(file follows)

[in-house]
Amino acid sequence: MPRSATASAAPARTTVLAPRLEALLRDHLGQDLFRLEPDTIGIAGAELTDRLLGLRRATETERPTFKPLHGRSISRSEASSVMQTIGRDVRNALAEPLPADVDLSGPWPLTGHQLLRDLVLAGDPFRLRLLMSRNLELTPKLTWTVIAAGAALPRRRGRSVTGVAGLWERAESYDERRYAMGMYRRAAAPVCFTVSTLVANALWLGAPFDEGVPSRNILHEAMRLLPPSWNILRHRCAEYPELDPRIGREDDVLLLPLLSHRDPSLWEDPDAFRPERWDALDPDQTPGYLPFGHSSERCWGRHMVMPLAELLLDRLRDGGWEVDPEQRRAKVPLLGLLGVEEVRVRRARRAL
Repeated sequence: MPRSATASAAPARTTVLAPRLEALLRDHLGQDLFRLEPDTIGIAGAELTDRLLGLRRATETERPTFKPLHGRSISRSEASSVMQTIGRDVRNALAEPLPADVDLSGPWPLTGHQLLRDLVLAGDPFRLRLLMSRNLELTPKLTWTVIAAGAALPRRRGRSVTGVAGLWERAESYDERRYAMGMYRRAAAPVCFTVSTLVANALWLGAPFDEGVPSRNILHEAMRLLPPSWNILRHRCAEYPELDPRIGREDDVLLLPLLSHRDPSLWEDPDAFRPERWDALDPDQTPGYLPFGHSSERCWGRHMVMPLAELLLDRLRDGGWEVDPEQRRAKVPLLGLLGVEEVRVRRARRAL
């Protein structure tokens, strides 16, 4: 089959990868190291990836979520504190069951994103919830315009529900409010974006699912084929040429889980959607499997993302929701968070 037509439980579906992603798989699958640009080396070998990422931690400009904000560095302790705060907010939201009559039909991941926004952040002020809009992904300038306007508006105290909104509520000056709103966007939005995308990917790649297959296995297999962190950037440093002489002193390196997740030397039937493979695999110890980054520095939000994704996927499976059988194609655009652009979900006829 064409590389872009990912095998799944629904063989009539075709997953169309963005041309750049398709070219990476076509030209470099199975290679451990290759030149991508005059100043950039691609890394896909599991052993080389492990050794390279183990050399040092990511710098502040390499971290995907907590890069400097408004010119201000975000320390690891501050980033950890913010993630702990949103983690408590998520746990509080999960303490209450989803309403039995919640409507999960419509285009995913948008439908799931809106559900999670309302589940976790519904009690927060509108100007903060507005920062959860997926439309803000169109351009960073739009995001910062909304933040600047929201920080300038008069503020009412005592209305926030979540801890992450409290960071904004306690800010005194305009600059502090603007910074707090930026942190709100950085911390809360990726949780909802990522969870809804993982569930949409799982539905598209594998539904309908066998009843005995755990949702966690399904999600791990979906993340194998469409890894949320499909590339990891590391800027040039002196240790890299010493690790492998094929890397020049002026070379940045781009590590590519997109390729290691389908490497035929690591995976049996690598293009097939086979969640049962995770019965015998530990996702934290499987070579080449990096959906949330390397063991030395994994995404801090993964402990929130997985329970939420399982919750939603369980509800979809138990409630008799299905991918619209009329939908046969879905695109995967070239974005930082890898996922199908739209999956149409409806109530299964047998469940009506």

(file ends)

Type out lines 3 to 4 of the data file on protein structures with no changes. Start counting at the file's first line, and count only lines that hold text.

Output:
Repeated sequence: MPRSATASAAPARTTVLAPRLEALLRDHLGQDLFRLEPDTIGIAGAELTDRLLGLRRATETERPTFKPLHGRSISRSEASSVMQTIGRDVRNALAEPLPADVDLSGPWPLTGHQLLRDLVLAGDPFRLRLLMSRNLELTPKLTWTVIAAGAALPRRRGRSVTGVAGLWERAESYDERRYAMGMYRRAAAPVCFTVSTLVANALWLGAPFDEGVPSRNILHEAMRLLPPSWNILRHRCAEYPELDPRIGREDDVLLLPLLSHRDPSLWEDPDAFRPERWDALDPDQTPGYLPFGHSSERCWGRHMVMPLAELLLDRLRDGGWEVDPEQRRAKVPLLGLLGVEEVRVRRARRAL
């Protein structure tokens, strides 16, 4: 089959990868190291990836979520504190069951994103919830315009529900409010974006699912084929040429889980959607499997993302929701968070 037509439980579906992603798989699958640009080396070998990422931690400009904000560095302790705060907010939201009559039909991941926004952040002020809009992904300038306007508006105290909104509520000056709103966007939005995308990917790649297959296995297999962190950037440093002489002193390196997740030397039937493979695999110890980054520095939000994704996927499976059988194609655009652009979900006829 064409590389872009990912095998799944629904063989009539075709997953169309963005041309750049398709070219990476076509030209470099199975290679451990290759030149991508005059100043950039691609890394896909599991052993080389492990050794390279183990050399040092990511710098502040390499971290995907907590890069400097408004010119201000975000320390690891501050980033950890913010993630702990949103983690408590998520746990509080999960303490209450989803309403039995919640409507999960419509285009995913948008439908799931809106559900999670309302589940976790519904009690927060509108100007903060507005920062959860997926439309803000169109351009960073739009995001910062909304933040600047929201920080300038008069503020009412005592209305926030979540801890992450409290960071904004306690800010005194305009600059502090603007910074707090930026942190709100950085911390809360990726949780909802990522969870809804993982569930949409799982539905598209594998539904309908066998009843005995755990949702966690399904999600791990979906993340194998469409890894949320499909590339990891590391800027040039002196240790890299010493690790492998094929890397020049002026070379940045781009590590590519997109390729290691389908490497035929690591995976049996690598293009097939086979969640049962995770019965015998530990996702934290499987070579080449990096959906949330390397063991030395994994995404801090993964402990929130997985329970939420399982919750939603369980509800979809138990409630008799299905991918619209009329939908046969879905695109995967070239974005930082890898996922199908739209999956149409409806109530299964047998469940009506």